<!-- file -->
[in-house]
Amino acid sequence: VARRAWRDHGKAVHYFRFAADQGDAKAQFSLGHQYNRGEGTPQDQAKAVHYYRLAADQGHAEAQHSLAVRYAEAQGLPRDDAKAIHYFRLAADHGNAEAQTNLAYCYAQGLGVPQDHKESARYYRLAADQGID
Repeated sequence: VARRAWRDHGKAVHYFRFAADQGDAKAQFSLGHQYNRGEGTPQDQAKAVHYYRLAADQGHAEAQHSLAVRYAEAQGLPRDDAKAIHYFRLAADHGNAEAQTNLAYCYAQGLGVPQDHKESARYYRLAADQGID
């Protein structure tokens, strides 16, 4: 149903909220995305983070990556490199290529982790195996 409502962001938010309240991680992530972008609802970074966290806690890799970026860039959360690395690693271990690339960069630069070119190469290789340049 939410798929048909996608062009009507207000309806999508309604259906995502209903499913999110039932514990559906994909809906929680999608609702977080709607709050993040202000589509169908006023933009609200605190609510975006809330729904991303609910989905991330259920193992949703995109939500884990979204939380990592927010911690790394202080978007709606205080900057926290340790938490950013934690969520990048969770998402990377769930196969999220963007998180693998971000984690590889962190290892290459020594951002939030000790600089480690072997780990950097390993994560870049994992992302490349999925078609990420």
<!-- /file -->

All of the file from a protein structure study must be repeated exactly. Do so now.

[in-house]
Amino acid sequence: VARRAWRDHGKAVHYFRFAADQGDAKAQFSLGHQYNRGEGTPQDQAKAVHYYRLAADQGHAEAQHSLAVRYAEAQGLPRDDAKAIHYFRLAADHGNAEAQTNLAYCYAQGLGVPQDHKESARYYRLAADQGID
Repeated sequence: VARRAWRDHGKAVHYFRFAADQGDAKAQFSLGHQYNRGEGTPQDQAKAVHYYRLAADQGHAEAQHSLAVRYAEAQGLPRDDAKAIHYFRLAADHGNAEAQTNLAYCYAQGLGVPQDHKESARYYRLAADQGID
């Protein structure tokens, strides 16, 4: 149903909220995305983070990556490199290529982790195996 409502962001938010309240991680992530972008609802970074966290806690890799970026860039959360690395690693271990690339960069630069070119190469290789340049 939410798929048909996608062009009507207000309806999508309604259906995502209903499913999110039932514990559906994909809906929680999608609702977080709607709050993040202000589509169908006023933009609200605190609510975006809330729904991303609910989905991330259920193992949703995109939500884990979204939380990592927010911690790394202080978007709606205080900057926290340790938490950013934690969520990048969770998402990377769930196969999220963007998180693998971000984690590889962190290892290459020594951002939030000790600089480690072997780990950097390993994560870049994992992302490349999925078609990420």